We don’t recommend the Ryzen 9 5900x at all, this is because of the price to performance ratio. You will be able to get a faster processor for a cheaper price if you’d just go with the I7 12700K, so the 5900x isn’t worth it. The 5950x is the only processor that has any purpose buying as it is cheaper than the 12900K, but has similar performance.

Pros
  • Strong single-core performane, competes with the I9 11900K
  • Cheaper than the 12900K
  • Top-tier multicore performance, perfect for professional workloads
Cons
  • Can run pretty hot, may require a 360MM AIO

Ryzen 7 5800x

ryzen processor that is able to game and stream well

TECH SPECS:

  • Core Clock Speed: 3.8 GHz(base) 4.7 GHz(boost)
  • Core Count: 8(cores), 16(threads)
  • Microarchitecture: Zen 3
  • Socket: AM4
  • Max Memory Support 128GB
  • Integrated Graphics: No
  • TDP: 105W

BENCHMARK RESULTS:

  • Cinebench Single-core Score: 1617
  • Cinebench Multi-core Score: 15425

WHAT WE LIKE & DON’T LIKE ABOUT IT: 

The Ryzen 7 5800x is a pretty cool processor being that it’s nearly good at everything. What we mean is that the Ryzen 7 5800x is able to stream, game, and video edit pretty well, this is evident by looking at the single-core and multi-core performance metrics. Going with this CPU would make for an affordable multipurpose CPU.

We can imagine that this processor could go extremely well in the hands of a streamer that plays a lot of video games. It’ll be able to stream and game well at the same time without any issues, we recommend at least 6 cores if you’re going to stream. And for video editing, the Ryzen 7 5800x should suffice when it comes to 4K video editing. Pairing the Ryzen 7 5800x with the 3070 shouldn’t bottleneck it as long as you’re in a decent resolution.

One aspect we don’t quite like is that the TDP is higher compared to the Ryzen 5 5600x, this means you will need a beefier cooler to run this thing. Also, it will draw more power which means you will need a stronger power supply. However, a decent aftermarket cooler such as the NH D15 should be more than enough to keep this thing cool.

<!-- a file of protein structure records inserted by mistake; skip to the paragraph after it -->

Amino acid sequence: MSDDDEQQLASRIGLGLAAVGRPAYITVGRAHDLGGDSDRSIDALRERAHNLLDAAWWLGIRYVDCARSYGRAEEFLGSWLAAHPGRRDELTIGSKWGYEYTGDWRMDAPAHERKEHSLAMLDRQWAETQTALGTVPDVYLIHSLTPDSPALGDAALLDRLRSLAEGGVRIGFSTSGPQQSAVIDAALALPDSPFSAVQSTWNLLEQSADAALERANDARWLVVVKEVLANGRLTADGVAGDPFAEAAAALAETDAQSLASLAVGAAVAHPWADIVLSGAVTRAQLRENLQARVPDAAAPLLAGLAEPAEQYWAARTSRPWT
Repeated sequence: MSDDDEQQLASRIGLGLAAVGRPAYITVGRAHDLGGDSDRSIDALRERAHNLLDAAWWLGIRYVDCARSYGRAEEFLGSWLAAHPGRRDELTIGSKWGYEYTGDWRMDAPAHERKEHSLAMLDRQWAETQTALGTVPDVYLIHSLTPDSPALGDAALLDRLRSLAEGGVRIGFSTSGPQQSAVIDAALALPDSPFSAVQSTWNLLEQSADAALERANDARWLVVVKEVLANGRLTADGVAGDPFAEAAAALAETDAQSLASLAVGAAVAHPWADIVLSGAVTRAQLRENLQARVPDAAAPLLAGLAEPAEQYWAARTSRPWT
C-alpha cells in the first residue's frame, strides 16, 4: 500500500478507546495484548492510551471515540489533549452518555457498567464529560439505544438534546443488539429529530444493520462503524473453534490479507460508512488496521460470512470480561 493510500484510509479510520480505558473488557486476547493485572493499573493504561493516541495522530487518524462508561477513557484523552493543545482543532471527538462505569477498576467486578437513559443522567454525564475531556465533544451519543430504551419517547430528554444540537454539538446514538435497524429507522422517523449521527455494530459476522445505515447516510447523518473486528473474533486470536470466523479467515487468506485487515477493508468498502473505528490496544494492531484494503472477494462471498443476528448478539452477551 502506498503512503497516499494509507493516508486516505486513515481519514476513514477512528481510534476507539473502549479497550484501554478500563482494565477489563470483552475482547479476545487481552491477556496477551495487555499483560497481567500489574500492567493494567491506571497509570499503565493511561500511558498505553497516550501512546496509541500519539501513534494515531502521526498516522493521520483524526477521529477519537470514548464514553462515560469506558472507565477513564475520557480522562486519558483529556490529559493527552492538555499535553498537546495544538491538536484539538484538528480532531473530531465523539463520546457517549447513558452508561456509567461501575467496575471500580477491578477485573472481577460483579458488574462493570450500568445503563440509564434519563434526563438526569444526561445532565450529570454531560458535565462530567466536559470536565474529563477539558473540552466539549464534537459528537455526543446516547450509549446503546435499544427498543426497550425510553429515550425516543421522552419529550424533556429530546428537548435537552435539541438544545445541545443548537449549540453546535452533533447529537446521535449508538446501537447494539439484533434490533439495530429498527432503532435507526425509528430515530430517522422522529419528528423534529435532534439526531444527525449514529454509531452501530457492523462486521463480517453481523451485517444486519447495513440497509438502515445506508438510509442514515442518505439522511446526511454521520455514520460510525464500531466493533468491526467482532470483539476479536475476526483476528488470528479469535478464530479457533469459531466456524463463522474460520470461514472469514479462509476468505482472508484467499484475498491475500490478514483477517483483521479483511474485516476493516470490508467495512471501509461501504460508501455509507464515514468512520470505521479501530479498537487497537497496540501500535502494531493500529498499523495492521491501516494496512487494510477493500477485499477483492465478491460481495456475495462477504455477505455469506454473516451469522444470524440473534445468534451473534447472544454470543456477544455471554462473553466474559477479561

WHAT BUYERS HAVE SAID:

Reports have stated that you will need a beefy cooler to keep the 5800x cool and to take full advantage of the chip. This makes sense since the hotter the CPU runs, the less performance you will get out of it. Also, a feature many buyers forget to activate is the precision boost overdrive feature in the BIOS, this is a form of automatic overclocking.

FEATURES:

The Ryzen 7 5800x is an unlocked processor, let’s not forget the fact that it’s worth overclocking as you can get more performance out of your money. Overclocking the Ryzen 7 5800x can result in huge performance gains especially if you’re able to push it to 5GHz. Many overclockers have managed this and said it’s pretty amazing in gaming situations.

The Ryzen 7 5800x processor has a feature where they heavily benefit from faster RAM speeds, so picking up fast overclockable RAM can result in huge performance gains. Also, many users have stated matching your infinity fabric clock speed to the speed of your RAM will result in decent performance gains.

ALTERNATIVES:

Ryzen 7 processors are mid-tier processors which are made to compete with Intel I7 processors. But the Ryzen 7 5800x competes directly with the I7 10700K which is plenty viable today. The Ryzen 7 5800x is able to produce higher frame rates in most games compared to the I7 10700K due to huge IPC increases.

Although the Ryzen 7 5800x is pretty powerful, there are better options such as the I5 12600K which is able to produce higher frame rates in most games. We recommend going with the I5 12600K if you’re a strict gamer that really doesn’t need multicore performance.

Pros
  • Great single-core peformance for gaming
  • Top tier streaming & video editing processor
  • Beats Intel 10th generation processors (IPC Wise)
  • Multipurpose processor – good at most things
Cons
  • Slight price increase from 3000 series
  • TDP increase & doesn’t come with stock cooler

Quick CPU Buyer’s Guide

Before we get into the list, we would like to share some of the most important aspects when you’re purchasing a CPU. This will help you make the right choice whether you’re going to be gaming, streaming, or video editing. We understand that picking the right processor can be hard with all the technical jargon, so we’re here to make it easier.